Alleluia is a Hebrew phrase that means "praise God," a sentiment that is fundamental to congregational song and that requires no translation in many situations. Our project focuses upon the ways in which this word has been sung for centuries upon centuries in the Christian West, taking phrases from musical theoretical understandings, the psalm singing of the hours of prayer, and the chants of the mass liturgy. We have organized the melodies by mode and by degree of difficulty.
Alleluia has been set and reset countless times and often to discrete and beautiful melodies, easy to teach and readily singable. Children and congregations who learn to sing Alleluia in these ways will have introduction to the modes or scales of the Gregorian repertory, and once these are learned and loved, can begin to learn other melodies for singing in the liturgy.
There are even broader implications for our project. We seek to bring the melodic treasures that belong to all to the broadest possible number of worshipping groups, helping to develop ways of use, reuse, adaptation and enculturation. Alleluia can be interdenominational within Western Christian traditions; it can involve the churches of the Christian East; and it can be inter-faith. We are starting with simple melodies but our hopes are many: from congregational singing, to jazz renditions, to intercultural praise and worship.
The website is easy to use and free to all, as long as the Program in Sacred Music is acknowledged. The music cannot be used for commercial purposes.
- Margot E Fassler, Director of the Program in Sacred Music, University of Notre Dame
- Jeff Cooper, Master of Sacred Music in Organ (2012), University of Notre Dame
The use of the ancient Hebrew praise-word alleluia has persisted in every stream of Christian worship. The Alleluia Project draws upon several diverse medieval manuscripts to collect chant antiphons which have simply alleluia as their text, usually in several repetitions. The first and simplest layer of these is based on the echemata, or intonation formulas, which we have retexted with alleluia. Building on these are the original antiphons, ordered by mode and complexity. At a more advanced level are the alleluia responds used for mass; we will include several of the oldest and most frequently used of these. Any and all of these can be integrated into a program for teaching chant, singing, or music-reading to children or adults. Their potential for use in liturgical worship is also great, since that these antiphons epitomize the depth and attractiveness of the Gregorian chant tradition while sidestepping the difficulties and potential complications of Latin-texted chant. Finally, we have produced a set of recordings of most of the chants as a tool for quicker learning and reinforcement; these can be accessed below in MP3 format.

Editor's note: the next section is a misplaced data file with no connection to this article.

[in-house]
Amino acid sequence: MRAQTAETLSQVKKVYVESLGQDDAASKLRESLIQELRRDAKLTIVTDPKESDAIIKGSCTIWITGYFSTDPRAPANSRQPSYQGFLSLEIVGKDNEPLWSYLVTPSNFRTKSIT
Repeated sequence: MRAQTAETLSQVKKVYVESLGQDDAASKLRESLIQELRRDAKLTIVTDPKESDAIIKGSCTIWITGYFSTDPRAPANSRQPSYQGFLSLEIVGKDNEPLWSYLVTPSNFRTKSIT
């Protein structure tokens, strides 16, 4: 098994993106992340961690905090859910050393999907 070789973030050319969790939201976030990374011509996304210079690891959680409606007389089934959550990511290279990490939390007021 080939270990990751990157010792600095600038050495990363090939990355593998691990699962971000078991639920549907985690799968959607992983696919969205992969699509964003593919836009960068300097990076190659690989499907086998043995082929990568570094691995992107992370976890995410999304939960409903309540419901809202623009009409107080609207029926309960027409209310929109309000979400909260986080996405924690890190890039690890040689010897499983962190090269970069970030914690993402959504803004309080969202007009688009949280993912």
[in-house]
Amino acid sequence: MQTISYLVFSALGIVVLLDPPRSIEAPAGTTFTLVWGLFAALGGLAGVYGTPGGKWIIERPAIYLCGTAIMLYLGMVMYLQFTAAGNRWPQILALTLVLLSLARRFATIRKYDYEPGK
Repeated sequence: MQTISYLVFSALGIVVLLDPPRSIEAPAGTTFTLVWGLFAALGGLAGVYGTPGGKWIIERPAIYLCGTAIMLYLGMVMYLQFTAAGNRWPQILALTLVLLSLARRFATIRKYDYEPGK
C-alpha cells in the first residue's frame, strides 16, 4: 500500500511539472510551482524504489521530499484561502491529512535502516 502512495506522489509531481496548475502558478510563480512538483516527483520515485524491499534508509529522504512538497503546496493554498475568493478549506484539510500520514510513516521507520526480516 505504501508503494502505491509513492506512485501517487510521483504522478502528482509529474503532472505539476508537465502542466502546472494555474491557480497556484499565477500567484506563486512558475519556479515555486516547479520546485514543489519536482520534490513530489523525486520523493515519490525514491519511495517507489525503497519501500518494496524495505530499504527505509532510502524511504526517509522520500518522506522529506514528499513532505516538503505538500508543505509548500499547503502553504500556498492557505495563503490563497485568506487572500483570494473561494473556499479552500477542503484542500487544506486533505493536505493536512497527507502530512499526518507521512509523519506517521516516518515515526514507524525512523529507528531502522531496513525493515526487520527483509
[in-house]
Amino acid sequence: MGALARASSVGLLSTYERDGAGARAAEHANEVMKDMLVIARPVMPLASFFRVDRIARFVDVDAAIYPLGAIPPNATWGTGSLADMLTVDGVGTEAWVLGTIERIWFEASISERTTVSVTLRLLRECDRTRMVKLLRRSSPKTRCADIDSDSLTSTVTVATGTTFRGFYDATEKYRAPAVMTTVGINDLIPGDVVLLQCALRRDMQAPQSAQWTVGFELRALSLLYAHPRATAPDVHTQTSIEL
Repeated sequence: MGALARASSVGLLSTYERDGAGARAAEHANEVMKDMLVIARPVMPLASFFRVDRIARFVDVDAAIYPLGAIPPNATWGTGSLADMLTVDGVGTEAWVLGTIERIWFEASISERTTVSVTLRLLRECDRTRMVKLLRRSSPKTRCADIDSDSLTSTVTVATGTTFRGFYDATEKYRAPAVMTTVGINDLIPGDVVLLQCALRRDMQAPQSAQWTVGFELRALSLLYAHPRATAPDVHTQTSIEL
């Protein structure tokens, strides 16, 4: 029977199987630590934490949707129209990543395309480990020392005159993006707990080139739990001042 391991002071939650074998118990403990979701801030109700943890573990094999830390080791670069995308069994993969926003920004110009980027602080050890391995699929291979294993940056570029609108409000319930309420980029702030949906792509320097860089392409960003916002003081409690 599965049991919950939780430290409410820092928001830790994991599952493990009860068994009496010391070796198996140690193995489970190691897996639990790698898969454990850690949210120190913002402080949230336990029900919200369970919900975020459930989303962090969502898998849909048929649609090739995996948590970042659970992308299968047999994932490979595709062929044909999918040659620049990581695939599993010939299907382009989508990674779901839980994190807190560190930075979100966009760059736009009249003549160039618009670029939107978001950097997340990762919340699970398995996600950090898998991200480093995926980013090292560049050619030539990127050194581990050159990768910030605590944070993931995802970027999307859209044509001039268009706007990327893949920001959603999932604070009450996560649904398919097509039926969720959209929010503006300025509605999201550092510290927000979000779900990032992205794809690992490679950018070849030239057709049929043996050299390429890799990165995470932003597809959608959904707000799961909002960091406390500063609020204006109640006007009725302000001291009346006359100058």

|2||Echema 2||2a||2b||2c||Dies sanctificatus|
|4||Echema 4||4a||4b||4c||Excita domine|
|6||Echema 6||6a||6b||6c, 6d|
|7||Echema 7||7a||7b||7c||Adorabo ad templum|
|8||Echema 8||8a||8b||8c||Ostende nobis|
Alleluia Project by Notre Dame Program in Sacred Music is licensed under a Creative Commons Attribution-NonCommercial-ShareAlike 4.0 International License.